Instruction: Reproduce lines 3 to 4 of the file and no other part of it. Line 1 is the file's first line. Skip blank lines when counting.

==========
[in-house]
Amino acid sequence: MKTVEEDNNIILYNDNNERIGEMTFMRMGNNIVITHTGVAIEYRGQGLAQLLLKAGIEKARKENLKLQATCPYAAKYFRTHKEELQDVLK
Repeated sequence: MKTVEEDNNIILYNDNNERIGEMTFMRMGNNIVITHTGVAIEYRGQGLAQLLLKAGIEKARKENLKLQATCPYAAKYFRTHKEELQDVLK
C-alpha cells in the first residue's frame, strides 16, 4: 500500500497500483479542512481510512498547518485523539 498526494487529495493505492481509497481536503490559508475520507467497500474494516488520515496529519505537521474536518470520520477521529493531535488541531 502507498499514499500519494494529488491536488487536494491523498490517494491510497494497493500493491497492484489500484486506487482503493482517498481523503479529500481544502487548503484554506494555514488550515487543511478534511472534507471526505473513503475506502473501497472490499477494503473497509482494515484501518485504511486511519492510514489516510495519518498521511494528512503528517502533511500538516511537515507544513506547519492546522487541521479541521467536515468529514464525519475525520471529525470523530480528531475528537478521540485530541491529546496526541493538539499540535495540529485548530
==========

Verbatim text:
Repeated sequence: MKTVEEDNNIILYNDNNERIGEMTFMRMGNNIVITHTGVAIEYRGQGLAQLLLKAGIEKARKENLKLQATCPYAAKYFRTHKEELQDVLK
C-alpha cells in the first residue's frame, strides 16, 4: 500500500497500483479542512481510512498547518485523539 498526494487529495493505492481509497481536503490559508475520507467497500474494516488520515496529519505537521474536518470520520477521529493531535488541531 502507498499514499500519494494529488491536488487536494491523498490517494491510497494497493500493491497492484489500484486506487482503493482517498481523503479529500481544502487548503484554506494555514488550515487543511478534511472534507471526505473513503475506502473501497472490499477494503473497509482494515484501518485504511486511519492510514489516510495519518498521511494528512503528517502533511500538516511537515507544513506547519492546522487541521479541521467536515468529514464525519475525520471529525470523530480528531475528537478521540485530541491529546496526541493538539499540535495540529485548530